Colloidal diamond

Mingxin He, Johnathon P. Gales, Étienne Ducrot, Zhe Gong, Gi Ra Yi, Stefano Sacanna, David J. Pine

Research output: Contribution to journalArticle

Abstract

Self-assembling colloidal particles in the cubic diamond crystal structure could potentially be used to make materials with a photonic bandgap1–3. Such materials are beneficial because they suppress spontaneous emission of light1 and are valued for their applications as optical waveguides, filters and laser resonators4, for improving light-harvesting technologies5–7 and for other applications4,8. Cubic diamond is preferred for these applications over more easily self-assembled structures, such as face-centred-cubic structures9,10, because diamond has a much wider bandgap and is less sensitive to imperfections11,12. In addition, the bandgap in diamond crystals appears at a refractive index contrast of about 2, which means that a photonic bandgap could be achieved using known materials at optical frequencies; this does not seem to be possible for face-centred-cubic crystals3,13. However, self-assembly of colloidal diamond is challenging. Because particles in a diamond lattice are tetrahedrally coordinated, one approach has been to self-assemble spherical particles with tetrahedral sticky patches14–16. But this approach lacks a mechanism to ensure that the patchy spheres select the staggered orientation of tetrahedral bonds on nearest-neighbour particles, which is required for cubic diamond15,17. Here we show that by using partially compressed tetrahedral clusters with retracted sticky patches, colloidal cubic diamond can be self-assembled using patch–patch adhesion in combination with a steric interlock mechanism that selects the required staggered bond orientation. Photonic bandstructure calculations reveal that the resulting lattices (direct and inverse) have promising optical properties, including a wide and complete photonic bandgap. The colloidal particles in the self-assembled cubic diamond structure are highly constrained and mechanically stable, which makes it possible to dry the suspension and retain the diamond structure. This makes these structures suitable templates for forming high-dielectric-contrast photonic crystals with cubic diamond symmetry.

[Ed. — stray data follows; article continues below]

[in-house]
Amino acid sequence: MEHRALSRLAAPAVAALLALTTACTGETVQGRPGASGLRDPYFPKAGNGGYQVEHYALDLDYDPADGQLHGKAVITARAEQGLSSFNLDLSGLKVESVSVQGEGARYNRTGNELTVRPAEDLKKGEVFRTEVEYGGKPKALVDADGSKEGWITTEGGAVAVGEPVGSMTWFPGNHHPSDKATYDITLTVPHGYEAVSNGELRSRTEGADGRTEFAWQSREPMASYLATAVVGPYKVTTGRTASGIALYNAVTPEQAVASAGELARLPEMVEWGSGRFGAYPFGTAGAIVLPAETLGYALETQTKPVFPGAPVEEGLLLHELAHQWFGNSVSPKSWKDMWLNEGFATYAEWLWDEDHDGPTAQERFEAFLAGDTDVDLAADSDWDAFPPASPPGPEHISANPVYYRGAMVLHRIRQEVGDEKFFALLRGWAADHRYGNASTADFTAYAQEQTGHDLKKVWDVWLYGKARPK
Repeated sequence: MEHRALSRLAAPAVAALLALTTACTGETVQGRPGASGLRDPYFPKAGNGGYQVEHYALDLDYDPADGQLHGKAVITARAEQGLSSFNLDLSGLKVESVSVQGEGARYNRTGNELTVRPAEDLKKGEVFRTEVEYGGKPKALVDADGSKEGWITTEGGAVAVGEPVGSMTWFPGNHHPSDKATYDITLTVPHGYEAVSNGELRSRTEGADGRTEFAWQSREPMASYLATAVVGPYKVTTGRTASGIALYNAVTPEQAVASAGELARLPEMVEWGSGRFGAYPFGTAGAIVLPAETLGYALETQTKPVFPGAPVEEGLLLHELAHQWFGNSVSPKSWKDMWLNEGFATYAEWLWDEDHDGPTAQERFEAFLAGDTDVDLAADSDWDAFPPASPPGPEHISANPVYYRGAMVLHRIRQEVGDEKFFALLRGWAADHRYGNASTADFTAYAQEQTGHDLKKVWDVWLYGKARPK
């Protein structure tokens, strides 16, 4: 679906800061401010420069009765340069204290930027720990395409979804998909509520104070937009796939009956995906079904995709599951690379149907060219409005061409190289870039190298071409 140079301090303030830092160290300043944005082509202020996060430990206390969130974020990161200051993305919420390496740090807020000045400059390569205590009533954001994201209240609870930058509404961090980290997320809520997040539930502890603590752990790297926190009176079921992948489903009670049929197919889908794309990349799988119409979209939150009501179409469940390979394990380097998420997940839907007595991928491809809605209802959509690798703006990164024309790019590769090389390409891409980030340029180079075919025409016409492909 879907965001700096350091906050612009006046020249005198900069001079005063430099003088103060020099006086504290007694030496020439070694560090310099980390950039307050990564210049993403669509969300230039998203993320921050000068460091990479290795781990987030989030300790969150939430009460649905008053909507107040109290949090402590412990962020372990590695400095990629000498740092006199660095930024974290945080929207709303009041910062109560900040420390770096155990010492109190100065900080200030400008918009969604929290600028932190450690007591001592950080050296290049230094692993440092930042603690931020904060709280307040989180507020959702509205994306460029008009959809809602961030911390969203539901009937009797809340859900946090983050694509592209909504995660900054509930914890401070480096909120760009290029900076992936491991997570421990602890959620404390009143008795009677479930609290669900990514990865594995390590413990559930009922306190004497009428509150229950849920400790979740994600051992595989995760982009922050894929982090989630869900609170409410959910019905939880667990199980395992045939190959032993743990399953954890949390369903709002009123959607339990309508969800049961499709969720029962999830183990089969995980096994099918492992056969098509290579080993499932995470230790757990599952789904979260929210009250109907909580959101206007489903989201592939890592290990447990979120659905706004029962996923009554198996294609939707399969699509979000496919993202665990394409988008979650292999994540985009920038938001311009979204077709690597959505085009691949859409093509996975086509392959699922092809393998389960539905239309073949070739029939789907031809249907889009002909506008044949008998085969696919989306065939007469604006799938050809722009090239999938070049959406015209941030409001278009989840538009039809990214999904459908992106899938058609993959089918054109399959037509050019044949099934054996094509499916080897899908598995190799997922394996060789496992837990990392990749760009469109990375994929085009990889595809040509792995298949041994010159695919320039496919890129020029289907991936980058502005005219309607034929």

Original languageEnglish (US)
Pages (from-to)524-529
Number of pages6
JournalNature
Volume585
Issue number7826
DOIs
StatePublished - Sep 24 2020

ASJC Scopus subject areas

  • General

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    He, M., Gales, J. P., Ducrot, É., Gong, Z., Yi, G. R., Sacanna, S., & Pine, D. J. (2020). Colloidal diamond. Nature, 585(7826), 524-529. https://doi.org/10.1038/s41586-020-2718-6